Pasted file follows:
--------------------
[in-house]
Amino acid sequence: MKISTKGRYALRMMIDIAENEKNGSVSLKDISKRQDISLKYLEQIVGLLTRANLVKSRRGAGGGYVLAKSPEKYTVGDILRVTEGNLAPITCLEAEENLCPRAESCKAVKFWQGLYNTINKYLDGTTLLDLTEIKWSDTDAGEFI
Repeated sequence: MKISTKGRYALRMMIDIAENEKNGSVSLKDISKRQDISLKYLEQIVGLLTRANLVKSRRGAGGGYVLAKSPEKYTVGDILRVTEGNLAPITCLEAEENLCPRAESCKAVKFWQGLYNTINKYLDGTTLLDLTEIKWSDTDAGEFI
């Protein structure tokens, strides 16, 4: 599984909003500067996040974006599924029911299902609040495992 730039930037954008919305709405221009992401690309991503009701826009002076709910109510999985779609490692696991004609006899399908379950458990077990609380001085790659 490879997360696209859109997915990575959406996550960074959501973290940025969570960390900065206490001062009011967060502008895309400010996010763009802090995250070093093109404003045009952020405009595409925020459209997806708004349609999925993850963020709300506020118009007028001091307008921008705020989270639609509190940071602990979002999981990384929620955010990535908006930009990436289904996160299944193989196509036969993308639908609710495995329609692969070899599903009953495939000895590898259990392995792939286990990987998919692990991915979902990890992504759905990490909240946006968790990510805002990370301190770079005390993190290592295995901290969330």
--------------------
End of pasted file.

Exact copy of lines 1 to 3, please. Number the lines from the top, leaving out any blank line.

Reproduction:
[in-house]
Amino acid sequence: MKISTKGRYALRMMIDIAENEKNGSVSLKDISKRQDISLKYLEQIVGLLTRANLVKSRRGAGGGYVLAKSPEKYTVGDILRVTEGNLAPITCLEAEENLCPRAESCKAVKFWQGLYNTINKYLDGTTLLDLTEIKWSDTDAGEFI
Repeated sequence: MKISTKGRYALRMMIDIAENEKNGSVSLKDISKRQDISLKYLEQIVGLLTRANLVKSRRGAGGGYVLAKSPEKYTVGDILRVTEGNLAPITCLEAEENLCPRAESCKAVKFWQGLYNTINKYLDGTTLLDLTEIKWSDTDAGEFI